She felt the blush in her cheeks. He surely saw it, and she didn’t care this time.
Rance leaned in closer. “Outside of my pride, Valentina, I have nothing else to live for.”
She was flabbergasted. Becoming the heir to Rance Raptor’s name and legacy meant access to secrets, secrets he had surely planned to take with him to the grave.
Secrets that would remain secrets if he died tonight.

Valentina looked at Mortimer. He couldn’t hear a thing, tucked away in the corner with the other cronies. He couldn’t see how her entire demeanor had changed. She was ashamed of herself for feeling such warmth, but the path ahead seemed clear.

“I think I would like that very much, Rance.”

She reached into her left sleeve and pulled out the antidote vial under the table.

Valentina weighed her options. There would certainly be some value in her honesty, but there was no guarantee Rance would value honesty the same way.

Her fingers opened the vial under the table, pouring it into her napkin. It worked as an inhalant, all she would need to do was get him to inhale, switch the napkins, give him a reason to use it on his mouth.

Her only plan was simple: she sneezed. She aimed her sneeze at Rance Raptor’s mouth, nailing him right in the face. He reeled back as any rational person would.

“I’m so sorry! Oh, let me help you.”

Valentina rushed to his side and wiped Rance’s mouth with her napkin, wiping the snot away and the antidote onto his lips.

Rance’s eyes watched her carefully. “Quite alright, my dear.”

Valentina finished wiping the antidote napkin on his face, focusing on his shirt for good measure, then ordered some more drinks. They came swiftly.

Valentina sat down and raised her glass. “To our partnership. To ruling over the entire world.”

Rance looked over his glass at her. “Until the end of our days.”

They drank fully. It tasted even sweeter than Valentina’s first glass. She relaxed and smiled. Rance, she noticed, did not.

“Do you know why I chose you to be my heir?”

“For my cunning nature? My meticulous strategizing?”

“I thought I saw a bit of myself in you, Valentina. A part that would do all that is necessary.”

Rance picked up his fork and stabbed the last remaining bite of poisoned duck.

“I was wrong.”

Valentina’s smile dwindled away. She resisted the urge to scream “No,” but still sat straight.

“This is poisoned, isn’t it?”

“No.” Her head was swimming. The rush of the drink made her dizzy. Things had been going so beautifully.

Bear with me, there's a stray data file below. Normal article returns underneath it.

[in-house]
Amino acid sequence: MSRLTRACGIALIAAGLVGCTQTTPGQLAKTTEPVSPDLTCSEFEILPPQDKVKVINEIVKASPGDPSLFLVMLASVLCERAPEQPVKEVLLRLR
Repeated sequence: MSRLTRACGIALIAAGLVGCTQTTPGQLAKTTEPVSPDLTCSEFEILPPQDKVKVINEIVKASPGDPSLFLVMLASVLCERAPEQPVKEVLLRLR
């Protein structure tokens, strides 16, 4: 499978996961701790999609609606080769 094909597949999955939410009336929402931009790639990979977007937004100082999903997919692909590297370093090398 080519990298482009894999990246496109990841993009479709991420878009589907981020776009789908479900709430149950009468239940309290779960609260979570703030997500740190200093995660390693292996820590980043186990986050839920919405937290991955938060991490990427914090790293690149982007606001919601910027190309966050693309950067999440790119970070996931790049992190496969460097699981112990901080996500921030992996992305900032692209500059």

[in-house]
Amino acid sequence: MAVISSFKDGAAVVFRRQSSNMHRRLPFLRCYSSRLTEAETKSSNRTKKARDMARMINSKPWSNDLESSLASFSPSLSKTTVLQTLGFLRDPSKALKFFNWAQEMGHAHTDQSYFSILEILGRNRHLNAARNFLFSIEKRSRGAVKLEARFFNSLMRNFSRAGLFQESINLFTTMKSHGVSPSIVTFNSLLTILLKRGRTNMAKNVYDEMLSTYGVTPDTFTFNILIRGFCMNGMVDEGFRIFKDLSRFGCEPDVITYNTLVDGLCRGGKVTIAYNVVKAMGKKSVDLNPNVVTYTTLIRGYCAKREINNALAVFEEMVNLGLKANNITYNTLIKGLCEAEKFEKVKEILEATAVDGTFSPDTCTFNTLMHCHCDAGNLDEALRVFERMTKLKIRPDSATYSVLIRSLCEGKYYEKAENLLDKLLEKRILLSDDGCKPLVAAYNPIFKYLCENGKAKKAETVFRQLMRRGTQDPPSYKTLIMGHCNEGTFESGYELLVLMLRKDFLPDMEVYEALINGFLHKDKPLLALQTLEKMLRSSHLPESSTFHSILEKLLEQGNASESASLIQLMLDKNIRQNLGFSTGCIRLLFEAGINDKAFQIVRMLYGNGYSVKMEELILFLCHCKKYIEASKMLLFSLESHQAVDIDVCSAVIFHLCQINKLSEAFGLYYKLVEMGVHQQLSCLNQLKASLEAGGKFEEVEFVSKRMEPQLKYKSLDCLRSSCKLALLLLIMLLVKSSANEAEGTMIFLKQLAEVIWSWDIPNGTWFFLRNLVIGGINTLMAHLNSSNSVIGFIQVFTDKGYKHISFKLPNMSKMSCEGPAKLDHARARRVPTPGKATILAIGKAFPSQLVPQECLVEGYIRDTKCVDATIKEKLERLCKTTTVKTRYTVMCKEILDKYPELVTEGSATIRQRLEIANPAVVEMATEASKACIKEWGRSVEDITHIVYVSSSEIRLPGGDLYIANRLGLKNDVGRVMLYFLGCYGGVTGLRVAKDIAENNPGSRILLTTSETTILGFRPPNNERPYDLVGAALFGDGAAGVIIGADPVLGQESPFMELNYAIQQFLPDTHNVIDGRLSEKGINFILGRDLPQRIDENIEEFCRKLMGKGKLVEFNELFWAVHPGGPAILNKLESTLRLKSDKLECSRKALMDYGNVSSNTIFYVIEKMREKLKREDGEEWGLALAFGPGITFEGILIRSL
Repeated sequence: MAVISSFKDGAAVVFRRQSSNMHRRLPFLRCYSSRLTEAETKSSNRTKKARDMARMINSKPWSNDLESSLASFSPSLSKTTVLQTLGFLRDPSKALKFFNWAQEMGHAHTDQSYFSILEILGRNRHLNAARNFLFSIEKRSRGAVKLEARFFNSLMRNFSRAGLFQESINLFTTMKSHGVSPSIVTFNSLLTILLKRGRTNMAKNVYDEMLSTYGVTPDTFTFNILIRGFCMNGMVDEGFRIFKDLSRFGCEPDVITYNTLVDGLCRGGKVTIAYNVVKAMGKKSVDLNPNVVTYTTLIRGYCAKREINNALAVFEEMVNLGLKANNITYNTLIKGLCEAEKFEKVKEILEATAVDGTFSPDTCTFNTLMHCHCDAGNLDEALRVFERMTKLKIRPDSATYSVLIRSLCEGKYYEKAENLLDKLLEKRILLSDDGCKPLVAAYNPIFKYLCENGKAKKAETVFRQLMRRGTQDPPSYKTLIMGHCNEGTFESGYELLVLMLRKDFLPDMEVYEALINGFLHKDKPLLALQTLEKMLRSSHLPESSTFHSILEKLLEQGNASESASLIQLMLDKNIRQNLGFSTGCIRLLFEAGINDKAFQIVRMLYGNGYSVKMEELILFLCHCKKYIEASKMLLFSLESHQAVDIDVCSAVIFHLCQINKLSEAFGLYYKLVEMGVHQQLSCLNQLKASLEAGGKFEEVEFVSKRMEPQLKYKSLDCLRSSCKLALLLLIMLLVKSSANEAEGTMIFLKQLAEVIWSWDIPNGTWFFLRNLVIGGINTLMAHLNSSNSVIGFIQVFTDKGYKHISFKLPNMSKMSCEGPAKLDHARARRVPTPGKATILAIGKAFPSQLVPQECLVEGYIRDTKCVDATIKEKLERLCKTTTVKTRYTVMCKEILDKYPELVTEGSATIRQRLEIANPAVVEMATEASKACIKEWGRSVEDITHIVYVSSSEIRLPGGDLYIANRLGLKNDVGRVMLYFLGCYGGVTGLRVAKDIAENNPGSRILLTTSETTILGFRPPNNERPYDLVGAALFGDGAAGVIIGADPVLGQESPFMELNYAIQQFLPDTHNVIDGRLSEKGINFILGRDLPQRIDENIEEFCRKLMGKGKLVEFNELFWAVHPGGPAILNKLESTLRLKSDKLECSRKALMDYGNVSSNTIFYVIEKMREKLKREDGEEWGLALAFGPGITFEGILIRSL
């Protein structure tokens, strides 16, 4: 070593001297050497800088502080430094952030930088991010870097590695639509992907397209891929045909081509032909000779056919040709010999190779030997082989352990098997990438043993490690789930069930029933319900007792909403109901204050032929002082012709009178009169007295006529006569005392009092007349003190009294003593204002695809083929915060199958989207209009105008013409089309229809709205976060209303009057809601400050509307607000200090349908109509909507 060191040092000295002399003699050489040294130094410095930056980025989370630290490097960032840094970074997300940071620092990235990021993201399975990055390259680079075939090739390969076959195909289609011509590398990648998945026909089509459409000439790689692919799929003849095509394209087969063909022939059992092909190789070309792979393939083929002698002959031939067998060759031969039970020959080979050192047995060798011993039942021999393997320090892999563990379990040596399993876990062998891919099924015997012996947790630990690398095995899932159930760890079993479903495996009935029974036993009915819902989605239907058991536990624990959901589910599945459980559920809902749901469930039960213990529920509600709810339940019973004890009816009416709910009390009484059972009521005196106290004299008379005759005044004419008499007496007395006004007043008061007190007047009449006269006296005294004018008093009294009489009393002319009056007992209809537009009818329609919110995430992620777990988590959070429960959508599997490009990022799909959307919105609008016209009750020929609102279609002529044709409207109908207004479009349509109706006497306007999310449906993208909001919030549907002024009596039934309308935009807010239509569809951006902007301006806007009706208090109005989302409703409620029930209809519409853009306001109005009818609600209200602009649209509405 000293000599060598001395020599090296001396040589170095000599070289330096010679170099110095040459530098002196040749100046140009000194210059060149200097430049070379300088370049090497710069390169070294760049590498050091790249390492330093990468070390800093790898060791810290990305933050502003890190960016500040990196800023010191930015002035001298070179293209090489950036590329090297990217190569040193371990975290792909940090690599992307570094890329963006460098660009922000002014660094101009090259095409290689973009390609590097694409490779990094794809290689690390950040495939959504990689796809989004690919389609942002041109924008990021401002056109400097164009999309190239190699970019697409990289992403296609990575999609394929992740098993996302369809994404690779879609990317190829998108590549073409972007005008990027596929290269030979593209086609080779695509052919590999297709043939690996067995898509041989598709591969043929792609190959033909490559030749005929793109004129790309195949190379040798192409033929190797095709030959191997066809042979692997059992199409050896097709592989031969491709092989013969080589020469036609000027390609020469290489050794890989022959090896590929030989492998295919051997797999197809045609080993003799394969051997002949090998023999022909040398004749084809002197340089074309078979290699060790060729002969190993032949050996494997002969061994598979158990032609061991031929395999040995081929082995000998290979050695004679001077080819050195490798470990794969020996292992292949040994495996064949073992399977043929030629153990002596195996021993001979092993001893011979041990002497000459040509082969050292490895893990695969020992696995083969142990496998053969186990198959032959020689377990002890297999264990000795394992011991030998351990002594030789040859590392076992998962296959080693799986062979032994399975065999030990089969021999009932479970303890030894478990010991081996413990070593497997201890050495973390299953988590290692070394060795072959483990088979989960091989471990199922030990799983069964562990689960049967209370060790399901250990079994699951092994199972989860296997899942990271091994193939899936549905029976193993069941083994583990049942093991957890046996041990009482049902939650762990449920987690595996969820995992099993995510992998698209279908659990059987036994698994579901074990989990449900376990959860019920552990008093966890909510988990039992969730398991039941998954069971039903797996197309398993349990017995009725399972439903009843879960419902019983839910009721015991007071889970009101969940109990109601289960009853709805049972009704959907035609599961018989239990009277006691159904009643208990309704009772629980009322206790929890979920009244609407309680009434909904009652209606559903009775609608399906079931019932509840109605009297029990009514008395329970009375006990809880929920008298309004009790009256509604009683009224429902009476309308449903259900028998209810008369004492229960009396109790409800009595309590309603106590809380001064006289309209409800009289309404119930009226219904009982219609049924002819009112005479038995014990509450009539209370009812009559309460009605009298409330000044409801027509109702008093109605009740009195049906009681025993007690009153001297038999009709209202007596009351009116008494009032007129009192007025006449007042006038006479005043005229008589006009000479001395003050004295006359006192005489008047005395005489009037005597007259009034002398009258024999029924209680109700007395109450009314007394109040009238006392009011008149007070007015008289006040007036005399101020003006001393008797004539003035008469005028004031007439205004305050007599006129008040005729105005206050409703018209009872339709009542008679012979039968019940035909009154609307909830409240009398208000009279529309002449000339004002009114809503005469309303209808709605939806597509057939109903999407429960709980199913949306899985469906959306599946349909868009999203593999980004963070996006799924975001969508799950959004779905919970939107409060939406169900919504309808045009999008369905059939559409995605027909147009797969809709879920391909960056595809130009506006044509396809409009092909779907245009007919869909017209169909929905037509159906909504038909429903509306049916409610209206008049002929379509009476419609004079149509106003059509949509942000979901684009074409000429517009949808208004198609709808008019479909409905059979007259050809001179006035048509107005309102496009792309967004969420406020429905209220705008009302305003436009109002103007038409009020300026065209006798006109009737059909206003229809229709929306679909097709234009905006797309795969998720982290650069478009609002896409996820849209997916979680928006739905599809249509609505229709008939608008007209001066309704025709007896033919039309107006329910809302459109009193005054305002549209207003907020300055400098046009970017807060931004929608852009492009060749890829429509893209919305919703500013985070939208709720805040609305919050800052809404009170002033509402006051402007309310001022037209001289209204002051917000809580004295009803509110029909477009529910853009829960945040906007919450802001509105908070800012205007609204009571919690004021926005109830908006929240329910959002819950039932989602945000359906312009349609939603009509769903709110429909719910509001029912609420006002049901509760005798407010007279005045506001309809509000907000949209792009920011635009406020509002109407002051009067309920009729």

“You’re lying. You came here to kill me. To finally be the one to defeat the great Rance Raptor.”

Valentina felt sweat drip into her eyes. She stood, wobbly from the drinks. She grabbed her chair for balance.

“We will discuss our terms tomorrow, when you’ve cooled down.”

“You are going nowhere.” Rance Raptor’s eyes were black.

Valentina took a step and her strength left her. She fell into her chair, knocking it over. Her head spun.

“One cannot become the king without defeating the sitting king. You know this as well as you know your own name. It is an unspoken rule in our circle. The only way to surpass is to defeat — to truly destroy — the one on top.”

Valentina rolled onto her back. She could see the empty champagne glass. The bottom had melted.

“Mortimer!”

She searched the room for Mortimer. He was still in the corner, motionless, laying in a heap on top of Rance’s own bodyguards. His blank face turned toward his mistress.

Her hand found the empty vial of antidote. Her eyes rolled up and back, then focused in Rance’s direction.

“…How?”

“I poisoned the drinks.” He laughed and coughed. “Weeks ago.”

Valentina’s tongue felt fat. She bit it saying, “You drank the champagne, too.”

“Indeed I did.”

Valentina kicked at the floor, trying to make her body listen.

“But how did I get it and not you?”

Rance Raptor grinned, victorious. “You do not understand.” He lifted what remained of his champagne glass, the rest breaking against the table. He coughed, then spit blood onto the floor.

Valentina’s anger grew. She tried to kick at him, scratched at the floor. She couldn’t reach. She pulled herself onto her front, and pushed with all her might. If she could reach him, she could choke the life out of the old bastard with her last dying breath.
Instead, she collapsed on the floor. Her last thoughts were of him, how he was willing to die simply to defeat an opponent.

To do all that was necessary.

****